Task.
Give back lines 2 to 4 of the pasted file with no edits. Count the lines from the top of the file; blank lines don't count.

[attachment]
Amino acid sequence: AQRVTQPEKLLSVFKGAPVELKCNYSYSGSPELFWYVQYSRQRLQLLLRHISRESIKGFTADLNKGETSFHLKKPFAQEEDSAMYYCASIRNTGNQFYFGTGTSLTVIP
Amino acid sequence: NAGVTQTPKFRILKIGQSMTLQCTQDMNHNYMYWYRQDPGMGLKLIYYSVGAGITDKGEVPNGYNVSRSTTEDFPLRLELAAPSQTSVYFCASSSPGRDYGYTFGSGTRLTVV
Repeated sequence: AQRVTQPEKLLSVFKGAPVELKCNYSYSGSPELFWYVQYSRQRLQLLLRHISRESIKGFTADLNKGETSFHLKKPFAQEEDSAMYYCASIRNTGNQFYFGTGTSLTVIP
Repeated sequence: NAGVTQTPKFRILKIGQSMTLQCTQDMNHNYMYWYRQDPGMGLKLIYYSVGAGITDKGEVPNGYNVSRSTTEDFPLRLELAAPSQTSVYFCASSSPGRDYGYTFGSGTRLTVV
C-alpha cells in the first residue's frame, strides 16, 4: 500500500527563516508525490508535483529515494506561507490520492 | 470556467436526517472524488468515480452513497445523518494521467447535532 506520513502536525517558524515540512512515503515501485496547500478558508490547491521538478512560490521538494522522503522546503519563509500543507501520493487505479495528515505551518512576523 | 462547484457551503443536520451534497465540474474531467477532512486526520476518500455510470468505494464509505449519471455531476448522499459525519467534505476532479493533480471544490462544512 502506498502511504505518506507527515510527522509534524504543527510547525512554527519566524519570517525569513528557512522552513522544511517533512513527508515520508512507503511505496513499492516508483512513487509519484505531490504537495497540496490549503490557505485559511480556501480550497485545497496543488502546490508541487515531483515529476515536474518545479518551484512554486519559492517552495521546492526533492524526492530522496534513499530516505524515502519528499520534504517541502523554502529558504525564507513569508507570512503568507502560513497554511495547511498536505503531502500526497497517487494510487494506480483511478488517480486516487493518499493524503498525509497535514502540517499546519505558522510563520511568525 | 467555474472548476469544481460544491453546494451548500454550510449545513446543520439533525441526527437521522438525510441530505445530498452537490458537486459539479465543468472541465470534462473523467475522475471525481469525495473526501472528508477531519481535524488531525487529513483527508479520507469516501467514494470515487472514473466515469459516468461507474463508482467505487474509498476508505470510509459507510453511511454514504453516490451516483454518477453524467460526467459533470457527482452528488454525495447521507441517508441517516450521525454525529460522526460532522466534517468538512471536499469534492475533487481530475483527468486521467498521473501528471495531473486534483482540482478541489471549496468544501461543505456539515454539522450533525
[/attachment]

Amino acid sequence: NAGVTQTPKFRILKIGQSMTLQCTQDMNHNYMYWYRQDPGMGLKLIYYSVGAGITDKGEVPNGYNVSRSTTEDFPLRLELAAPSQTSVYFCASSSPGRDYGYTFGSGTRLTVV
Repeated sequence: AQRVTQPEKLLSVFKGAPVELKCNYSYSGSPELFWYVQYSRQRLQLLLRHISRESIKGFTADLNKGETSFHLKKPFAQEEDSAMYYCASIRNTGNQFYFGTGTSLTVIP
Repeated sequence: NAGVTQTPKFRILKIGQSMTLQCTQDMNHNYMYWYRQDPGMGLKLIYYSVGAGITDKGEVPNGYNVSRSTTEDFPLRLELAAPSQTSVYFCASSSPGRDYGYTFGSGTRLTVV